The Thin Veneer of Civilization

David S. White

Principal of the Law Firm of David S. White & Associates, West Los Angeles, specializing in litigation, arbitration and mediation of real-estate-related disputes and litigation since 1977; www.dswlawyers.com


“The thin veneer of civilization,” Edgar Rice Burroughs, describing man’s inner savage, The Return of Tarzan (2d in the Tarzan series) (1912).

Recent major storms and their after-effects – NY and NJ after Sandy; Joplin, MO after tornados; Katrina in New Orleans; the Philippines recent mega-typhoon Haiyan; Atlanta, GA this past week, after only a 2 inch snowfall – remind us of how little it takes to penetrate the thin veneer of civilization, revealing the utter chaos of human affairs beneath.

Living, as we do, in a state crisscrossed by fault lines, the potential collapse of civilization after a disaster event is far more than an academic hypothetical.   For us in California, it is like asking about hard drive failures on your computer – it is a question of ‘when,’ and not ‘if.’  We are told that we are past the point where the San Andreas Fault should have seriously ruptured again, producing the dreaded “Big One,” as it did last in 1906, destroying a good part of San Francisco.

Viewing the Atlanta snow storm situation this past week, our 24/7 Talking Heads Media treated us to a few mornings’ stories of people trapped in their vehicles for 20+ hours, children sleeping on their school buses or in their schools, and highways full of abandoned cars and trucks when plowing did not keep pace with ice and the snow fall.  Atlanta is a place where the snow does not often fall, and it proved itself woefully inequipped to deal with what cities further north might regard as a mild snowfall.  In Atlanta, employees and school children were all sent home before lunch-time onto unplowed, and not ready streets, and the Mother of all Gridlock promptly ensued.  It happened also in Birmingham, AL.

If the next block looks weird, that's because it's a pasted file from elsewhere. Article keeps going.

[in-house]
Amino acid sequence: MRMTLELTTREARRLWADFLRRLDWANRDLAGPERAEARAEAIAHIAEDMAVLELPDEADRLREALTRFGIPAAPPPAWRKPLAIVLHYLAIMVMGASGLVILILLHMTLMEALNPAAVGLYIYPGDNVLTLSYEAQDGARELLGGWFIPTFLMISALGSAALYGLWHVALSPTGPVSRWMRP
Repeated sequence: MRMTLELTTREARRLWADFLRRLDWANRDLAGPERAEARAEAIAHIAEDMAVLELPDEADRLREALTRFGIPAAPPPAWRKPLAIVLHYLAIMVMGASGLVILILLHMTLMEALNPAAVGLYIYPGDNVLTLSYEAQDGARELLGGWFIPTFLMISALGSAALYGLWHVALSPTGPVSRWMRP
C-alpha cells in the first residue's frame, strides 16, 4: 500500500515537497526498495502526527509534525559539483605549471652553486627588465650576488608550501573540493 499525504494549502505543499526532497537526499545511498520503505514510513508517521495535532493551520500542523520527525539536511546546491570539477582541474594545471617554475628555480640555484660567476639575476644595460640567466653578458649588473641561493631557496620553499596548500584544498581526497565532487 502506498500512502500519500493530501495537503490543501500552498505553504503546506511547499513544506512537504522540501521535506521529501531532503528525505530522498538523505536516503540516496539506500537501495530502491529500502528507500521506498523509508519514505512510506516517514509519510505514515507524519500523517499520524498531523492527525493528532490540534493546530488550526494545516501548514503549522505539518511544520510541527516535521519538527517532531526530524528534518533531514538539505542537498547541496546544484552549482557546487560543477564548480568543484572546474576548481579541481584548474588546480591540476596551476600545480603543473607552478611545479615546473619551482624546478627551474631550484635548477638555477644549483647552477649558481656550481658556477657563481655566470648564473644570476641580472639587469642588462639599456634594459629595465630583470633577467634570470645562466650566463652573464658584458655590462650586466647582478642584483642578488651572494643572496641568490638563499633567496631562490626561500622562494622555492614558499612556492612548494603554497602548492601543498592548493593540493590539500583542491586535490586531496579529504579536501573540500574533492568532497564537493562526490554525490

In NY and NJ, power outages in some areas after Sandy lasted for weeks.  Our entire lives are now computerized.   In less than a generation’s time, computers went from being hobbyists’ playthings to our entire society becoming wholly dependent on them for absolutely everything we use and need in modern life.   Almost all of us now walk daily with our noses buried in smartphones, smart tablets.  Our days are filled with all manner of electronics, from our flat screen TV’s to our kitchen appliances to every modern car on the road today.   Life, as we have come to know it in the 21st Century, would unwind in far less than a day’s time should the looming threat materialize of massive power outages, such as, if (not when) all three sectors of our incredibly outdated North American electrical grid were to crash – because of terrorism, or solar flares, or simply because the old, tired hopelessly outdated and cobbed together infrastructure finally gives out.

It has happened before, in what is called a Carrington Event, in 1859, when a monster geomagnetic solar storm crashed telegraph offices in Europe and North America, shocking telegraph operators and causing chaos in a much simpler world of communications than today’s.

What maintains that ‘thin veneer of civilization,’ is our ability as a society to respond effectively to disasters.  That ability, as we have seen in Atlanta, and in NY and NJ responding to Sandy’s wrath, and many other places – like the Philippines, after their recent mega-typhoon Haiyan – is not nearly as robust as we think it is.  Remember after Hurricane Katrina, those horrific video images of tens of thousands of people hunkered down inside and around the Superdome, with dead bodies simply on the sidewalks like so much garbage, for days before those people could be resettled?  Recall how after the LA Riots of the early 90’s, or after the Northridge earthquake, also of the early 90’s, you realized that at some point, you were on your own and the police and fire departments might just be too busy to come if you needed them?